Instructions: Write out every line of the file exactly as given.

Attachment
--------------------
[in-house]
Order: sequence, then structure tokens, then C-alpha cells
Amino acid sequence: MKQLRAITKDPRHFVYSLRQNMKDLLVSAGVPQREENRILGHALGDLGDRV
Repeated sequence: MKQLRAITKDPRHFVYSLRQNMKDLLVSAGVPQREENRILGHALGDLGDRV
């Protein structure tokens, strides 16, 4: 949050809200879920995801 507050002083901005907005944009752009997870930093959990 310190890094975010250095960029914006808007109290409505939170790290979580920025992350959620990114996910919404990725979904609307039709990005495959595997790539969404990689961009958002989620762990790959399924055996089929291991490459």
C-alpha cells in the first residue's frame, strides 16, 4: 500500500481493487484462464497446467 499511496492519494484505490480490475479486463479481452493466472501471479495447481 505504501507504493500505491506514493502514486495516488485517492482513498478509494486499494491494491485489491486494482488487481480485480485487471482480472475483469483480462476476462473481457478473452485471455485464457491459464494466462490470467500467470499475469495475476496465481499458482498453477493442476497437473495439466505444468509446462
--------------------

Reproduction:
[in-house]
Order: sequence, then structure tokens, then C-alpha cells
Amino acid sequence: MKQLRAITKDPRHFVYSLRQNMKDLLVSAGVPQREENRILGHALGDLGDRV
Repeated sequence: MKQLRAITKDPRHFVYSLRQNMKDLLVSAGVPQREENRILGHALGDLGDRV
């Protein structure tokens, strides 16, 4: 949050809200879920995801 507050002083901005907005944009752009997870930093959990 310190890094975010250095960029914006808007109290409505939170790290979580920025992350959620990114996910919404990725979904609307039709990005495959595997790539969404990689961009958002989620762990790959399924055996089929291991490459």
C-alpha cells in the first residue's frame, strides 16, 4: 500500500481493487484462464497446467 499511496492519494484505490480490475479486463479481452493466472501471479495447481 505504501507504493500505491506514493502514486495516488485517492482513498478509494486499494491494491485489491486494482488487481480485480485487471482480472475483469483480462476476462473481457478473452485471455485464457491459464494466462490470467500467470499475469495475476496465481499458482498453477493442476497437473495439466505444468509446462